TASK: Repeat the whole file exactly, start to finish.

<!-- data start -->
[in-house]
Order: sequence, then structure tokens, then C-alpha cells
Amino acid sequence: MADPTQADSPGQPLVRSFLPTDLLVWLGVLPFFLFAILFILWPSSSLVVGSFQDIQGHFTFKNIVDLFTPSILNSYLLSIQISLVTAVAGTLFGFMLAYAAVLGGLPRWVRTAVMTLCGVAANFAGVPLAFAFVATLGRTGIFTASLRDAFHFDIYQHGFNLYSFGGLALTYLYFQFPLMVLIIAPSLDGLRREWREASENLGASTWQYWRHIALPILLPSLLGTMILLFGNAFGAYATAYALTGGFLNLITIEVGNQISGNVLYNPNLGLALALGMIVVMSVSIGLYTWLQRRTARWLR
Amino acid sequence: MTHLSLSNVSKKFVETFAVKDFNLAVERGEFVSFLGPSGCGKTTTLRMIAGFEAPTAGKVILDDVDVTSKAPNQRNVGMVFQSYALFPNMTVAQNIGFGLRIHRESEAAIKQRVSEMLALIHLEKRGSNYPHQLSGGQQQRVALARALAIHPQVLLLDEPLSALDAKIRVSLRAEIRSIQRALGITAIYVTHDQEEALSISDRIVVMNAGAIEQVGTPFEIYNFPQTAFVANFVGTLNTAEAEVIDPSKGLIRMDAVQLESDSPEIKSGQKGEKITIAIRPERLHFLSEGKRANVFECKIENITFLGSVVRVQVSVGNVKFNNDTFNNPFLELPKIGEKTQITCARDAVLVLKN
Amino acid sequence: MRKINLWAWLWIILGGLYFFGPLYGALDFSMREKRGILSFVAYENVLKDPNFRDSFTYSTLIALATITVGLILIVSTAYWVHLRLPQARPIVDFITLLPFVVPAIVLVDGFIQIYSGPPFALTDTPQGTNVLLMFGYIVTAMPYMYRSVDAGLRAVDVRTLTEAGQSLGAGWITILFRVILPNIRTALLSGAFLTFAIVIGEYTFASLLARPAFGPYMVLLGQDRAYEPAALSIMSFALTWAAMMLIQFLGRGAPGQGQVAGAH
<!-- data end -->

[in-house]
Order: sequence, then structure tokens, then C-alpha cells
Amino acid sequence: MADPTQADSPGQPLVRSFLPTDLLVWLGVLPFFLFAILFILWPSSSLVVGSFQDIQGHFTFKNIVDLFTPSILNSYLLSIQISLVTAVAGTLFGFMLAYAAVLGGLPRWVRTAVMTLCGVAANFAGVPLAFAFVATLGRTGIFTASLRDAFHFDIYQHGFNLYSFGGLALTYLYFQFPLMVLIIAPSLDGLRREWREASENLGASTWQYWRHIALPILLPSLLGTMILLFGNAFGAYATAYALTGGFLNLITIEVGNQISGNVLYNPNLGLALALGMIVVMSVSIGLYTWLQRRTARWLR
Amino acid sequence: MTHLSLSNVSKKFVETFAVKDFNLAVERGEFVSFLGPSGCGKTTTLRMIAGFEAPTAGKVILDDVDVTSKAPNQRNVGMVFQSYALFPNMTVAQNIGFGLRIHRESEAAIKQRVSEMLALIHLEKRGSNYPHQLSGGQQQRVALARALAIHPQVLLLDEPLSALDAKIRVSLRAEIRSIQRALGITAIYVTHDQEEALSISDRIVVMNAGAIEQVGTPFEIYNFPQTAFVANFVGTLNTAEAEVIDPSKGLIRMDAVQLESDSPEIKSGQKGEKITIAIRPERLHFLSEGKRANVFECKIENITFLGSVVRVQVSVGNVKFNNDTFNNPFLELPKIGEKTQITCARDAVLVLKN
Amino acid sequence: MRKINLWAWLWIILGGLYFFGPLYGALDFSMREKRGILSFVAYENVLKDPNFRDSFTYSTLIALATITVGLILIVSTAYWVHLRLPQARPIVDFITLLPFVVPAIVLVDGFIQIYSGPPFALTDTPQGTNVLLMFGYIVTAMPYMYRSVDAGLRAVDVRTLTEAGQSLGAGWITILFRVILPNIRTALLSGAFLTFAIVIGEYTFASLLARPAFGPYMVLLGQDRAYEPAALSIMSFALTWAAMMLIQFLGRGAPGQGQVAGAH